Trixter pulled off this awesome hack, proving that the demoscene is alive and well. It started as a silly joke “well, I can display video on my XT!” , but Trixter thought about it and came up with a way to do it on his Model 5150. The production needs 10MB of disk space, a Soundblaster Pro, a CGA card and monitor. Trixter notes at the end of the page that he’s had to use text mode to get 16 colors out of the CGA instead of the standard 4. Check out the video of the XT being pushed to its limits at his site. (video on Google Video)
Continue reading “Full motion video on an 8088”
Reader [Jakeh] wanted a Bluetooth based game controller for his Axim. Unfortunately, the only commercial option didn’t fit very well. He decided to chop up the Bluetooth controller and wire it into an original Playstation controller. Wiring was slightly annoying because half the buttons in the Bluetooth controller don’t have a common ground. The final touch was modifying two mechanical pencils to provide clamping pressure on the outside of the PDA. Here’s [Jakeh]’s original post about the project and his Flickr photo set.
Continue reading “Bluetooth Playstation controller for Axim PDA”
[Brad O’Connor] has completed his motorized projector screen that we mentioned last month while covering his Lumenlab projector build. The screen is driven by a windshield washer motor using the low speed connection. The 126″ screen is supported by a copper pipe and is attached using Velcro. Brad says the wrinkles aren’t visible during playback, but he plans on adding more weight to remove them. He’s also planning on wireless control in the future.
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The e-Reader is an add-on product for the Nintendo Game Boy Advance. It has a simple optical card swipe for loading programs off of specially encoded cards. The location of the link port adapter keeps the device from being used with the Nintendo DS. Reader [Caitsith2] has posted instructions for modifying the reader for use with the DS. If you don’t plan on using it with your GBA you can pull the entire board. Once you’ve got the e-Reader switched you can do fun stuff like printing out your own homebrew e-Reader cards.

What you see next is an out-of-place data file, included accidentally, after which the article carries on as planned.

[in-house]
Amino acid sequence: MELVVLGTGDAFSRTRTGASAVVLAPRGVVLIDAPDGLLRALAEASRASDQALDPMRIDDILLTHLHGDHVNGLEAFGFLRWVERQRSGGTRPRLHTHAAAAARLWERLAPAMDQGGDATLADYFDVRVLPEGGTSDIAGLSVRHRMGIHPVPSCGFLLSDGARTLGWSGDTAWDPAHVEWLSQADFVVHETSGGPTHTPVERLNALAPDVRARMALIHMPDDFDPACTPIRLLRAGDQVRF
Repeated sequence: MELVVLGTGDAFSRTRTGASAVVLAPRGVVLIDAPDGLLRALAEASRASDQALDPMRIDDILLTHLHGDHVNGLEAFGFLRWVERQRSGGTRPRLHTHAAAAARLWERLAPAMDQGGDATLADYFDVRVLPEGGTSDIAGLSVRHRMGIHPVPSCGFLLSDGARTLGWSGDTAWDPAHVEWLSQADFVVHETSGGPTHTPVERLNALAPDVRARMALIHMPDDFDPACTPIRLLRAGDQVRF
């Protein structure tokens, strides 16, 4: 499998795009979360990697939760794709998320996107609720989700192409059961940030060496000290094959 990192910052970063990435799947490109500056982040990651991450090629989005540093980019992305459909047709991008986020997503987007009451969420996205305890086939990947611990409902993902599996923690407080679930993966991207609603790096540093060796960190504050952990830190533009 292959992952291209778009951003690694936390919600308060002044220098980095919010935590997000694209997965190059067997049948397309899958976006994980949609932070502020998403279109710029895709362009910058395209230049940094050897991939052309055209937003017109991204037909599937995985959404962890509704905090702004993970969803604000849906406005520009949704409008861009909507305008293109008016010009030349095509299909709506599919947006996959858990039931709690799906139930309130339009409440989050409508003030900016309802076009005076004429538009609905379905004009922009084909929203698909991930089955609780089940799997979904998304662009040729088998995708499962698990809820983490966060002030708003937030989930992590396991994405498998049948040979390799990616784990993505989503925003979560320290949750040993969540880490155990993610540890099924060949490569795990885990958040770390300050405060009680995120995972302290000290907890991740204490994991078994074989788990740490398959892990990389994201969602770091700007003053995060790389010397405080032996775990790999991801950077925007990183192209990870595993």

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Since he spends way too much time programming robots, Pavel Petrovic, felt he should delegate the task of walking his robot dog… to his other robot. No, that isn’t the real story, but there isn’t a lot of justification for the project besides it being a neat trick. LEGO IR tower support for WowWee bots had already been developed, but Pavel decided to try controlling the bots using the LEGO RCX. BrickOS provides direct control of the RCX’s IR port. Pavel’s program lets the simple LEGO bot issues commands to the RoboPet to lead it around the room. It works, but isn’t too reliable because there is no way for the RCX to determine the absolute position of the dog. Have a look at Pavel’s site to see videos of it in action.
[thanks Robert Oschler]
Continue reading “Walk your robot dog with LEGO”
Most factory radios in cars don’t include a line in. alfaGato decided he wanted to integrate an iPod into his system, but wanted to maintain the factory functions. His Saab 9-3 came with GM’s OnStar system (not activated) which he thought would make a decent in road into the radio. His instructions should work for most radios with a factory cellphone integration option. He opened the radio and cut the traces for the phone input to get separate left and right channels. These were wired to the external CD changer input. He didn’t have the factory changer and the phone input also had amplification on the line that would interfere with the iPod. He designed a circuit with two possible inputs: iPod connector or AUX. The circuit is designed to mute the inputs if OnStar is activated. The circuitry is contained within a Saab factory phone mount with an iPod holder attached to it. Check out alfaGato’s blog dedicated to the project and our previous auxiliary input projects.
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Looking for a way to demonstrate his AutoIt script that allows Windows control using a cellphone, zerocool60544 put together this automatic door opener/closer. It uses two water bottles as counterweights and two LEGO motors to drive the door. The motor control is a parallel port connected relay board. It’s a pretty simple demo, but I’ll definitely be looking into AutoIt in the future.
Continue reading “Cellphone controlled door opener”